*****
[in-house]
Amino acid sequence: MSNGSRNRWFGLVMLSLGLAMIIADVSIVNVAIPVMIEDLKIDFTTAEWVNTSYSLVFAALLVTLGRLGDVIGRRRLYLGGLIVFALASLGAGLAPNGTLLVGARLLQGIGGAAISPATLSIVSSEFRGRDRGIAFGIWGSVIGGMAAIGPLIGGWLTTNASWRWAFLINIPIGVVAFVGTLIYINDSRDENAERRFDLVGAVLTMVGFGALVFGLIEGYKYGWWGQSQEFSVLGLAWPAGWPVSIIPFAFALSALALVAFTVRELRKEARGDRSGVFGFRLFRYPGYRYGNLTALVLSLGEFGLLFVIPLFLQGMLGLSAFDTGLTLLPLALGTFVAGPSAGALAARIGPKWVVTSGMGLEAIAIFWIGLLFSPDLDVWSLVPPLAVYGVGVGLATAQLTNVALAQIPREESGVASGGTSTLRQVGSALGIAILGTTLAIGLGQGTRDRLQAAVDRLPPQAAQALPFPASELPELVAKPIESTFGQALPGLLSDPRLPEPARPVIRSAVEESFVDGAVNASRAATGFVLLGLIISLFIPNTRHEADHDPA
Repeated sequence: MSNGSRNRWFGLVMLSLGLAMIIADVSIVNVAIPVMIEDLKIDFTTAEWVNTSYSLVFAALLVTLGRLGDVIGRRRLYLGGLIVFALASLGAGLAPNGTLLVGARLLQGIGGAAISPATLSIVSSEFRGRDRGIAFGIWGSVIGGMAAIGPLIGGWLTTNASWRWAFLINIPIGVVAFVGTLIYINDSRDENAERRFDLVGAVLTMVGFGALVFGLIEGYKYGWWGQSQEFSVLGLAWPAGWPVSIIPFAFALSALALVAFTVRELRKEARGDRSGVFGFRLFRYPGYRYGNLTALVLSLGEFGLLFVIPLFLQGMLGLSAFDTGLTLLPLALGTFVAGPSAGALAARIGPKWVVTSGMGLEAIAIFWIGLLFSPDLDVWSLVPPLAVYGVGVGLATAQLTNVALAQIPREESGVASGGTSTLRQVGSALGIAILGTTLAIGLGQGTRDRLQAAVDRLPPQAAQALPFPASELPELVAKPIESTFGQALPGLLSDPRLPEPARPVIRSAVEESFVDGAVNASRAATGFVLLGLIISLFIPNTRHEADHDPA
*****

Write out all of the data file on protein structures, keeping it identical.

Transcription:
[in-house]
Amino acid sequence: MSNGSRNRWFGLVMLSLGLAMIIADVSIVNVAIPVMIEDLKIDFTTAEWVNTSYSLVFAALLVTLGRLGDVIGRRRLYLGGLIVFALASLGAGLAPNGTLLVGARLLQGIGGAAISPATLSIVSSEFRGRDRGIAFGIWGSVIGGMAAIGPLIGGWLTTNASWRWAFLINIPIGVVAFVGTLIYINDSRDENAERRFDLVGAVLTMVGFGALVFGLIEGYKYGWWGQSQEFSVLGLAWPAGWPVSIIPFAFALSALALVAFTVRELRKEARGDRSGVFGFRLFRYPGYRYGNLTALVLSLGEFGLLFVIPLFLQGMLGLSAFDTGLTLLPLALGTFVAGPSAGALAARIGPKWVVTSGMGLEAIAIFWIGLLFSPDLDVWSLVPPLAVYGVGVGLATAQLTNVALAQIPREESGVASGGTSTLRQVGSALGIAILGTTLAIGLGQGTRDRLQAAVDRLPPQAAQALPFPASELPELVAKPIESTFGQALPGLLSDPRLPEPARPVIRSAVEESFVDGAVNASRAATGFVLLGLIISLFIPNTRHEADHDPA
Repeated sequence: MSNGSRNRWFGLVMLSLGLAMIIADVSIVNVAIPVMIEDLKIDFTTAEWVNTSYSLVFAALLVTLGRLGDVIGRRRLYLGGLIVFALASLGAGLAPNGTLLVGARLLQGIGGAAISPATLSIVSSEFRGRDRGIAFGIWGSVIGGMAAIGPLIGGWLTTNASWRWAFLINIPIGVVAFVGTLIYINDSRDENAERRFDLVGAVLTMVGFGALVFGLIEGYKYGWWGQSQEFSVLGLAWPAGWPVSIIPFAFALSALALVAFTVRELRKEARGDRSGVFGFRLFRYPGYRYGNLTALVLSLGEFGLLFVIPLFLQGMLGLSAFDTGLTLLPLALGTFVAGPSAGALAARIGPKWVVTSGMGLEAIAIFWIGLLFSPDLDVWSLVPPLAVYGVGVGLATAQLTNVALAQIPREESGVASGGTSTLRQVGSALGIAILGTTLAIGLGQGTRDRLQAAVDRLPPQAAQALPFPASELPELVAKPIESTFGQALPGLLSDPRLPEPARPVIRSAVEESFVDGAVNASRAATGFVLLGLIISLFIPNTRHEADHDPA